JEL: K42
    Date: 2017–08
  3. By: Júlia Gallego Ziero Uhr; André Luis Squarize Chagas, Daniel de Abreu Pereira Uhr, Renan Porn Peres
    Abstract: This paper presents novel evidence for environmental offenses in Brazil. IBAMA’s strategy to deter violations is based on large operations and on decapitalizing offenders to signal its will to monitor and enforce the law. We want to answer the following questions: Do the sanctions applied by IBAMA, especially sanction charges, deter actual and potential offenders? Are there any spatial or temporal patterns affecting violations? We use data on offenses against flora and applied fines for Brazilian municipalities between 1998-2015. We contribute to the existing research by providing evidence for Brazil and by incorporating spatial controls in a dynamic panel approach to explain infractions against the environment. We develop and apply a Spatial LIML estimator that accounts for the endogeneity of sanction charges to estimate our panel models. Results show that there is a pedagogic deterrent effect associated with applied fine values. Sanction charges are important to discourage new offenses.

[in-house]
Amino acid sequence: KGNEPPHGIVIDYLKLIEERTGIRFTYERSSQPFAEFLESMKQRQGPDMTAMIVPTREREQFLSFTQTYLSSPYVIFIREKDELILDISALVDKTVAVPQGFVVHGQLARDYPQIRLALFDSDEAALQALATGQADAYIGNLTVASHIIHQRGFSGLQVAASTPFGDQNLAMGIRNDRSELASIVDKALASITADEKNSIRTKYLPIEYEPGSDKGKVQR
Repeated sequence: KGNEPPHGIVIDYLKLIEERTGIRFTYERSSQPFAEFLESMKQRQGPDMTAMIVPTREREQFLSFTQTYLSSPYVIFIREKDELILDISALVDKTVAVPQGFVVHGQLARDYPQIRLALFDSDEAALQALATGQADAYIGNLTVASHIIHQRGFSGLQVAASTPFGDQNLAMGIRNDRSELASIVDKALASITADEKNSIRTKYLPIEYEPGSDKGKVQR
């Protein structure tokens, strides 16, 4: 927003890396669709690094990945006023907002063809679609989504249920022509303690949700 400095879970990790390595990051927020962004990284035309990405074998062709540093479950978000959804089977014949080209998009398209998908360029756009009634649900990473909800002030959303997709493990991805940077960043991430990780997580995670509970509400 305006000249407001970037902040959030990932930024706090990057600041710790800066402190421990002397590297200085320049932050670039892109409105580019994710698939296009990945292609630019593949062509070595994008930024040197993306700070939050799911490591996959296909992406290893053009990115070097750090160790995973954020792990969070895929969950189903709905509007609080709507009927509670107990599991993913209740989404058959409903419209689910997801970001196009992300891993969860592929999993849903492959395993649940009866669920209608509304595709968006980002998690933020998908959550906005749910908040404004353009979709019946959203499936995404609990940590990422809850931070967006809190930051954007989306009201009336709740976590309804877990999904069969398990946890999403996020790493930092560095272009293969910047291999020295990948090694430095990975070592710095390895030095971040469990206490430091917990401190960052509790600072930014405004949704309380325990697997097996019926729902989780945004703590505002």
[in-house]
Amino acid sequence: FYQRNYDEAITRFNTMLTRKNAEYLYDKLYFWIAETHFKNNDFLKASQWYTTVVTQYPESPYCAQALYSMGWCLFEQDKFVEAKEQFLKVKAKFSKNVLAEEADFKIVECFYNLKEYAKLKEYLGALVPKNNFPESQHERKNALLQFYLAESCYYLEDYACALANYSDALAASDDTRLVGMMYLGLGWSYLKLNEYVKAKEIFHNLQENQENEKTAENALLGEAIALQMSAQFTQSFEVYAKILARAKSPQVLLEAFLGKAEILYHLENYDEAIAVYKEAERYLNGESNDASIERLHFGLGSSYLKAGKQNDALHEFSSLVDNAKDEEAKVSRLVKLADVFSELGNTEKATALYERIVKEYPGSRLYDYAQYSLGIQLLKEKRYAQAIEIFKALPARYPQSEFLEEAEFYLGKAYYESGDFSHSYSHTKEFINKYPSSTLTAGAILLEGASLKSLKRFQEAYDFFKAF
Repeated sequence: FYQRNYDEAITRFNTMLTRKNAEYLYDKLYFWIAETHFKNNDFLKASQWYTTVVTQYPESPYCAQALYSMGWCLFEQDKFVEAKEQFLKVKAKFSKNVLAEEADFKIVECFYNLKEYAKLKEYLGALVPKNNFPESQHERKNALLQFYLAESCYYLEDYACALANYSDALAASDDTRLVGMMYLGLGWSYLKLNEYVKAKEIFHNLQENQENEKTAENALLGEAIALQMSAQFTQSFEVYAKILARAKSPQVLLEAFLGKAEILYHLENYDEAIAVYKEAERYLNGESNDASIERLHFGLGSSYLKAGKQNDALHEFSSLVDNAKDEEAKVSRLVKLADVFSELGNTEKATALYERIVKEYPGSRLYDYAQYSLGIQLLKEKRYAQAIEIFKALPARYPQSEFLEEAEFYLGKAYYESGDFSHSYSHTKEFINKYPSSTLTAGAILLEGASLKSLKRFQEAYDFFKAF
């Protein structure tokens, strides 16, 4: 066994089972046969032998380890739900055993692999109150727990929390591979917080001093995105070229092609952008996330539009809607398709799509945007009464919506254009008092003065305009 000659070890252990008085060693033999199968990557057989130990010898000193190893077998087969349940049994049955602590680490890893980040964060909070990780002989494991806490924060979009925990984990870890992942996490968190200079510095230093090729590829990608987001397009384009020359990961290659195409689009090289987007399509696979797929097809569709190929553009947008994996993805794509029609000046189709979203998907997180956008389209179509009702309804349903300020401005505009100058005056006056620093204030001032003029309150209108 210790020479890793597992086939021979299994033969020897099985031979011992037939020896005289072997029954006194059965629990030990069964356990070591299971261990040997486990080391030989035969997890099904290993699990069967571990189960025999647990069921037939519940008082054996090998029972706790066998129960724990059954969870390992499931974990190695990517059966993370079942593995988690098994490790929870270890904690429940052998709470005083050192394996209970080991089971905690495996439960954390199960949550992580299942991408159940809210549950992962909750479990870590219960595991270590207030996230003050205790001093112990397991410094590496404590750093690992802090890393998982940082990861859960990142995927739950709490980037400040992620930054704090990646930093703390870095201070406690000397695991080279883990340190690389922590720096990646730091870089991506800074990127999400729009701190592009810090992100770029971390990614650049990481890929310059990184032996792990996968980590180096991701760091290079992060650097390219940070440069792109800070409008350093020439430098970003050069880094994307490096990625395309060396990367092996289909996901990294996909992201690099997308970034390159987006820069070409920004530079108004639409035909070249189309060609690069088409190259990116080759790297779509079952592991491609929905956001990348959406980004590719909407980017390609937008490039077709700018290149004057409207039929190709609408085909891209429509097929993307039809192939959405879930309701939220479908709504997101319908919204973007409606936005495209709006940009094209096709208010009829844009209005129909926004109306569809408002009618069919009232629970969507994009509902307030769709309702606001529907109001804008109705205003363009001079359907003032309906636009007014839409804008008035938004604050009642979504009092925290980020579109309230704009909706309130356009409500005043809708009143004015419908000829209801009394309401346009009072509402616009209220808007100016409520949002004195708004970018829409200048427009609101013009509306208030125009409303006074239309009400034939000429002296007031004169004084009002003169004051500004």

Keywords: Environment; Violations; Deterrence; Pedagogic effect; Brazil.
    JEL: K32 K42 C23
    Date: 2017–08–11
  4. By: Friedrich Schneider
    Abstract: This paper has four goals: First, the use of cash as a possible driving factor of the shadow economy is investigated. Second, the use of cash in crime, here especially in corruption, is also econometrically investigated. The influence is somewhat larger than on the shadow economy, but it is certainly not a decisive factor for bribery activities. Some figures about organized crime are also shown; the importance of cash is diminishing. Third, some remarks about terrorism are made and here a cash limit doesn’t prevent terrorism. Fourth, some remarks are made about the restriction or abolishment of cash on civil liberties, with the result that this will extremely limit them. The conclusion of this paper is that cash has a minor influence on the shadow economy, crime and terrorism, but potentially a major influence on civil liberties.